Sneads Ferry Shrimp Festival, a part of the Sneads Ferry community for 51 years and the official N.C. Shrimp Festival for 11 years, is coming up in October.
What began as a gathering of shrimp boat captains to honor a small fishing village in 1971 has grown into an annual event that is now recognized as the official shrimp festival of North Carolina. In May 2011, the N.C. General Assembly signed a bill into law that designated the Sneads Ferry Shrimp Festival as the State Shrimp Festival, explaining that “Sneads Ferry Shrimp Festival has grown into a great marketing and promotional tool for the Sneads Ferry community, Onslow County, and eastern North Carolina.”
The 51st Sneads Ferry Shrimp Festival will be held October 21 and 22, 2022, on the grounds of the Community Center in the heart of the growing fishing village.
Jonathan Koziol, newly appointed Shrimp Festival chair, says that when the festival started, “it was just a bunch of the shrimp boat captains and fisheries that wanted to get together and have an event for the community.” He estimates that attendance at the two-day festival last year was around 15,000.
There have been many changes to the event over the past 50 years, but one constant remains a significant part of the event. Bernice Guthrie, the official historian of the Shrimp Festival, has attended all but one of the festivals since 1971 and is still an active part of the planning committee.
Volunteers like Guthrie run the festival, and the committee starts planning for the next year’s activities as soon as the current year’s festival is complete. Koziol, who has been volunteering for eight years, says it’s “never ending.”
“Once we conclude the festival, we have a meeting once a month and we start planning for the next year,” he says.
It was originally held at one of the fish houses, whenever and wherever there was land available, but it soon became clear that the Shrimp Festival needed a permanent site. In 1976 the festival purchased 10 acres at the current site of the Sneads Ferry Community Center. The festival is part of the Sneads Ferry Community Council’s many offerings throughout the year.
“Now we have a place where the community can get together and have this festival every year,” Koziol says.
At one point the decision was made to put up pavilions for shade from the hot August sun. As the festival became more popular, the Shrimp Festival committee decided they needed a building to have a place where people could sit down and relax.
The building also provided a place to cook shrimp for the Shrimperoo held each evening. Festival goers can enjoy a “plate of Southern goodness,” as Koziol describes it. The meal typically includes a plate of fresh fried or boiled shrimp with slaw, fries and hush puppies. The shrimp is always fresh and always local.
Additional activities around the event include the Shrimp Ball, held one week before the Shrimp Festival. The ball is held primarily to recognize a voted shrimp boat captain of the year and serves to kick off the events. At the festival itself, a beer tent and local winery are featured. There’s a touch tank that allows everyone to interact and ask questions of the local fish houses.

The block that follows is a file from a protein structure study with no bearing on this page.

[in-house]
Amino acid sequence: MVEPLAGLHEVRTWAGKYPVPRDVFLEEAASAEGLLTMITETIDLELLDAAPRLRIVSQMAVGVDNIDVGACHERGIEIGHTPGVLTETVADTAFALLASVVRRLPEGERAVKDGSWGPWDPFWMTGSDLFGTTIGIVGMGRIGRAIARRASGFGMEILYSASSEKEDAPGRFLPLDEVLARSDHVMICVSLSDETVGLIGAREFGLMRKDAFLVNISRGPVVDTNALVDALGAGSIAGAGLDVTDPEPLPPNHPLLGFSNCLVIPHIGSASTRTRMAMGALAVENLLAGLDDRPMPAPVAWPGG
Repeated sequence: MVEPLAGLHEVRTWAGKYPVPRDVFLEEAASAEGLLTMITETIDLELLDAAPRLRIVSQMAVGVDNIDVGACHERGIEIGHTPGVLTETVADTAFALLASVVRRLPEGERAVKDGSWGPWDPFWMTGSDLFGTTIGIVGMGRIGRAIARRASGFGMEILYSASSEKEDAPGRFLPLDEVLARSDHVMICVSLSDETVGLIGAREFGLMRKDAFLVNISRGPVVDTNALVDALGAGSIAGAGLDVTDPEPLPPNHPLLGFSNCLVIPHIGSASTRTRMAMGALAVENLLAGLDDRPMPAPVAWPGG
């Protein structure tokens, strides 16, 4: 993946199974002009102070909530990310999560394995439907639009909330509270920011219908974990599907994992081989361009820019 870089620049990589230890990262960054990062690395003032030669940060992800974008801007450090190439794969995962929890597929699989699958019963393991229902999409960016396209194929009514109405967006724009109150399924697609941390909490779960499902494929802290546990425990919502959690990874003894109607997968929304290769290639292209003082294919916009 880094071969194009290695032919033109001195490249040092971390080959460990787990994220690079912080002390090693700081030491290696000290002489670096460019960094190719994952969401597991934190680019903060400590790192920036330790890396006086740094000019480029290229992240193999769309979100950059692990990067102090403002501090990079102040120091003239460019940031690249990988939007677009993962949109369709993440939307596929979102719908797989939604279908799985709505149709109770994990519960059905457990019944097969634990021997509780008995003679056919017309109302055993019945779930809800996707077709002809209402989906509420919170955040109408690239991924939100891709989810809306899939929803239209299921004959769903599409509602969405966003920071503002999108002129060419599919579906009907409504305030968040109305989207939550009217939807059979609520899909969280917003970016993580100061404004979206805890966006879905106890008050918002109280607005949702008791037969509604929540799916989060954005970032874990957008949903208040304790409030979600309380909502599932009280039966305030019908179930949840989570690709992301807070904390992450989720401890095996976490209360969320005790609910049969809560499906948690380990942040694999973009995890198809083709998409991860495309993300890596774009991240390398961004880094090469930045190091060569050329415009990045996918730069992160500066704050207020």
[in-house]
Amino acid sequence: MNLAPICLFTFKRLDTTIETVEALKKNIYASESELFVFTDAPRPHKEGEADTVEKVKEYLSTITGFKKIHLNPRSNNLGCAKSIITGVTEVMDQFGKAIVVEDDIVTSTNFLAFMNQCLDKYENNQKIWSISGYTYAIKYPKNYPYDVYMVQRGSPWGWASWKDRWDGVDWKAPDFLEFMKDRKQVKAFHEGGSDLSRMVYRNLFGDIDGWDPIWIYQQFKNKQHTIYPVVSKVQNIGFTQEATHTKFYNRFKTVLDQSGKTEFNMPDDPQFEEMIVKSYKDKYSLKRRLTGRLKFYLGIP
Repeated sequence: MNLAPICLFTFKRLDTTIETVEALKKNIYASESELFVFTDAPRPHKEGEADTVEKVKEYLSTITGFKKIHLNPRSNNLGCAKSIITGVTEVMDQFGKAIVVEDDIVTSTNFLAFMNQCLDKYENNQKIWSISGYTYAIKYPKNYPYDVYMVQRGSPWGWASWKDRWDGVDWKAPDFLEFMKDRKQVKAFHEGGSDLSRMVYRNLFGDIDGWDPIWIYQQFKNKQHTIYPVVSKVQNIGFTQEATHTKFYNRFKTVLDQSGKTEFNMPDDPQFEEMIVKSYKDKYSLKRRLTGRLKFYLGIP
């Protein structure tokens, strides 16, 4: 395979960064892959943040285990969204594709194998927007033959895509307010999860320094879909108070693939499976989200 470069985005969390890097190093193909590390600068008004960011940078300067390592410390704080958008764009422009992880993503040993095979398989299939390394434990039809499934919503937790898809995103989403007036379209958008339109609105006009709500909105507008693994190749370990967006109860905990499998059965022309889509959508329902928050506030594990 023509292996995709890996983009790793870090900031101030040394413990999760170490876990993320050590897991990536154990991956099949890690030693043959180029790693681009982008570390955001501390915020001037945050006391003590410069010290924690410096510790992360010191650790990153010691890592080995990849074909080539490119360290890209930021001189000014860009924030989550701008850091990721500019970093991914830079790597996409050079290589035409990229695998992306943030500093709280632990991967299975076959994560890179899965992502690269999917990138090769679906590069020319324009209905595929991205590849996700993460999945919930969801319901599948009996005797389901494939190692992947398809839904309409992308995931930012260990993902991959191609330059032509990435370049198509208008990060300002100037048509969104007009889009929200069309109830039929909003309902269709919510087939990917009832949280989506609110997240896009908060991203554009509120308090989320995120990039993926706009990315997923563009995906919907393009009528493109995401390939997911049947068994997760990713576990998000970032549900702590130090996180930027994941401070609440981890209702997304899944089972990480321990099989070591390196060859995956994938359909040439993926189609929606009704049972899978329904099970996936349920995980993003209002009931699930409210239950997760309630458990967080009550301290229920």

Maintaining a sense of history and local knowledge is important to the festival. A boat captain brings fishing nets to display, so that participants can see them up close and learn more about how shrimping works in this community. The proceeds from the festival also help fund a scholarship program put on by the Community Council.
For years the Shrimp Festival was held in August. In 2020 the festival was not held due to COVID, and in 2021 the planning committee moved the event to October. As Koziol explains, they spoke with the captains and the fish houses when considering the schedule change. They were told that the shrimp are “not really running in August.” That, coupled with the weather issues of the past August events, including one weekend during which it stormed constantly, convinced them to move the festival to the fall.
The captains concurred, saying that in October “they would be just finishing up bringing in shrimp from Pamlico Sound,” Koziol says.
Another change was to reduce the festival to Friday and Saturday, from its previous three-day schedule. The festival was moved to the third weekend in October and will be held on the 21 and 22 in 2022.
Koziol first started volunteering with the Shrimp Festival when he was an instructor at the local training center for Marine combat engineers. He retired from the Marine Corps two years ago. He says that while he was there, the shrimp festival committee reached out to the Marine engineer school. When the volunteer opportunity came up, Koziol stepped forward and has been doing it ever since. He has also brought in other Marines to help with the festival. In 2019 Koziol was nominated and honored as the Volunteer of the Year.
Beyond the volunteer planning committee, there are many individuals and groups from the community that participate in making sure the Shrimp Festival is a success each year.
There is a lot of involvement from churches, community service organizations, businesses and the fire department. Koziol says the Turkey Creek Volunteer Fire Department is “very intertwined with the festival.” They help with traffic, provide medical services during the festival and participate in the parade.
The Shrimp Festival parade will be held Saturday morning, October 22. The parade features the 2nd Marine Division Band, the Dixon High School marching band, car clubs, a variety of floats and current and past Shrimp Festival Kings and Queens. A lot of local businesses will sponsor the cars that carry the kings and queens. A car show will also return to the festival in 2022.
In Sneads Ferry, the Shrimp Festival is a time for fun, history and some amazing food.
Want to go?
Sneads Ferry Shrimp Festival
October 21 & 22, 2022
Sneads Ferry Community Center
126 Park Lane, Sneads Ferry